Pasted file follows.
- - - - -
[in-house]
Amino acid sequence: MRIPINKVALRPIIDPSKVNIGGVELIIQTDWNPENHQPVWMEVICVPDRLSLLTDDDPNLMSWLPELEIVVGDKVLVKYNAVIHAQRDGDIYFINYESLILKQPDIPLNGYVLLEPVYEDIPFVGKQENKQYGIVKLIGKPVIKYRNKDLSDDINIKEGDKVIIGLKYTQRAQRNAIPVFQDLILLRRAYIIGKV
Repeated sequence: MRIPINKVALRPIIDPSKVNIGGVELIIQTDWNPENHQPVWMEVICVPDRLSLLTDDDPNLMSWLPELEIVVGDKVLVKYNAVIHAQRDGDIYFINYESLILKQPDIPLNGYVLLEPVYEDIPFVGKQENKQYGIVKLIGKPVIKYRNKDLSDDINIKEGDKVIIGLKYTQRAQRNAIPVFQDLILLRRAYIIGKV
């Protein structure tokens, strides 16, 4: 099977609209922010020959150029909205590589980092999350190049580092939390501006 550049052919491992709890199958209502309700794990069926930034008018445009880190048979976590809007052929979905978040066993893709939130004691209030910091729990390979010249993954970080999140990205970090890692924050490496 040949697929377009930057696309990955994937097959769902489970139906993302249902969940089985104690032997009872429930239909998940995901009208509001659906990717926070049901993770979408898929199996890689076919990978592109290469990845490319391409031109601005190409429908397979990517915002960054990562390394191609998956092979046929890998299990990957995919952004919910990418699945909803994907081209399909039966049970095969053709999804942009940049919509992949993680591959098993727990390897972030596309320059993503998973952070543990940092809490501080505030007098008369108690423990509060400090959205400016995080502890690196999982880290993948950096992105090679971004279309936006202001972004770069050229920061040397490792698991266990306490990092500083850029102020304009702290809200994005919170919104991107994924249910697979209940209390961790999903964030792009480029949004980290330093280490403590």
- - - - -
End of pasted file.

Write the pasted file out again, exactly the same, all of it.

[in-house]
Amino acid sequence: MRIPINKVALRPIIDPSKVNIGGVELIIQTDWNPENHQPVWMEVICVPDRLSLLTDDDPNLMSWLPELEIVVGDKVLVKYNAVIHAQRDGDIYFINYESLILKQPDIPLNGYVLLEPVYEDIPFVGKQENKQYGIVKLIGKPVIKYRNKDLSDDINIKEGDKVIIGLKYTQRAQRNAIPVFQDLILLRRAYIIGKV
Repeated sequence: MRIPINKVALRPIIDPSKVNIGGVELIIQTDWNPENHQPVWMEVICVPDRLSLLTDDDPNLMSWLPELEIVVGDKVLVKYNAVIHAQRDGDIYFINYESLILKQPDIPLNGYVLLEPVYEDIPFVGKQENKQYGIVKLIGKPVIKYRNKDLSDDINIKEGDKVIIGLKYTQRAQRNAIPVFQDLILLRRAYIIGKV
């Protein structure tokens, strides 16, 4: 099977609209922010020959150029909205590589980092999350190049580092939390501006 550049052919491992709890199958209502309700794990069926930034008018445009880190048979976590809007052929979905978040066993893709939130004691209030910091729990390979010249993954970080999140990205970090890692924050490496 040949697929377009930057696309990955994937097959769902489970139906993302249902969940089985104690032997009872429930239909998940995901009208509001659906990717926070049901993770979408898929199996890689076919990978592109290469990845490319391409031109601005190409429908397979990517915002960054990562390394191609998956092979046929890998299990990957995919952004919910990418699945909803994907081209399909039966049970095969053709999804942009940049919509992949993680591959098993727990390897972030596309320059993503998973952070543990940092809490501080505030007098008369108690423990509060400090959205400016995080502890690196999982880290993948950096992105090679971004279309936006202001972004770069050229920061040397490792698991266990306490990092500083850029102020304009702290809200994005919170919104991107994924249910697979209940209390961790999903964030792009480029949004980290330093280490403590």